Uganda's parliament has come under scrutiny after legislators allocated themselves a total of $2.6 million to fight the COVID-19 pandemic. Lawmakers say the funds are being used to feed constituents. But the High Court may order them to return the money.
Early this month, Uganda’s parliament passed a supplementary budget of $80.2 million meant to support the fight against the spread of COVID-19.
The budget included $2.6 million in pay to legislators, or about $5,250 to each member.
Describing the payout as fundamentally wrong and criminal, lawmaker Gerald Karuhanga says parliament violated legal procedures on how a supplementary budget is passed and says the money for members was smuggled into the budget.
Karuhanga, speaking to VOA, argues that the $2.6 million should have been handed to the Ministry of Health.
“What message are we sending to the nation? That when people are busy donating, we can’t donate from what we’ve earned," Karuhanga said. "That we can even easily, take away, literally, even the food meant for a patient in intensive care.”
Ssemuju Nganda, the opposition chief whip, says the money is being used to feed hungry constituents.
Nganda says that before the supplementary budget was passed, their constituents were thronging their homes, seeking help ranging from food to health service requests.
This, says Nganda, shows how deaf the government has been to the pleas of Ugandans.
“I am doing work that is supposed to be done by government. We gave them 59 billion shillings to distribute food relief to vulnerable people in Kampala, Wakiso and Mukono during the first 14 days of lockdown," Nganda said. "The 14 days ended when they had distributed food in less than ten percent of the targeted one point five million people, so really, there is no government in Uganda.”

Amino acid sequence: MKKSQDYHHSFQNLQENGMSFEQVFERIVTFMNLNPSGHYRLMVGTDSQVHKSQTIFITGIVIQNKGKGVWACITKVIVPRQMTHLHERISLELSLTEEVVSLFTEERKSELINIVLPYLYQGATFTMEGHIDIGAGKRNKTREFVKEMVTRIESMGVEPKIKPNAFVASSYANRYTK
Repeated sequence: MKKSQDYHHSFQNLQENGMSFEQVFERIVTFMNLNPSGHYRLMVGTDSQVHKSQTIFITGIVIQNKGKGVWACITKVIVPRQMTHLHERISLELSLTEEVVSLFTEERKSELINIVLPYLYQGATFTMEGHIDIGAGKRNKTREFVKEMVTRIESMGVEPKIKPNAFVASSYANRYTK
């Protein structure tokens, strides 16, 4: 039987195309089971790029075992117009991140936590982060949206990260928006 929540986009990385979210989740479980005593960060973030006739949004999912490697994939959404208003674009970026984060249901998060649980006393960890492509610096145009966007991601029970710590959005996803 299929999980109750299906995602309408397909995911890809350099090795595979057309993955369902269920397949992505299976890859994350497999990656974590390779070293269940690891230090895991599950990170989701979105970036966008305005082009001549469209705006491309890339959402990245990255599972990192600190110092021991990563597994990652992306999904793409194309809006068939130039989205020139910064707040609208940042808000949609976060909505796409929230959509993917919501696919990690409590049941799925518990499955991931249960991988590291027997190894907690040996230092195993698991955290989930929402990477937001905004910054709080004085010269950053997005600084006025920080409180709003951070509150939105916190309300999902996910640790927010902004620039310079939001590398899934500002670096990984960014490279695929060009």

President Museveni has said that any legislator found distributing food to the public will be charged with attempted murder. One legislator, Francis Zaake, was on Monday arrested from his home constituency in Mityana district, Central Uganda.
The payout has caused an uproar among Ugandans. Nana Nalongo is a mother of six.
“It makes me very angry. The things that Ugandans would think were the ones to be tackled by Parliament, like put a voice for us to get services at subsidised rates, it’s not what’s happening," Nalongo said. "Health, food and water and power, we kept waiting, will Parliament talk about this, they haven’t done that. We wait for the top, from the head of State, he just makes it a comedy show. People are starving, we are having one meal, when we had three meals.”
Uganda’s High Court has ordered the $2.6 million frozen until it holds a hearing on the matter, scheduled for April 29th.
On Wednesday, Speaker Kadaga summoned the attorney general to advise parliament on how to handle the matter, as the money has already been disbursed.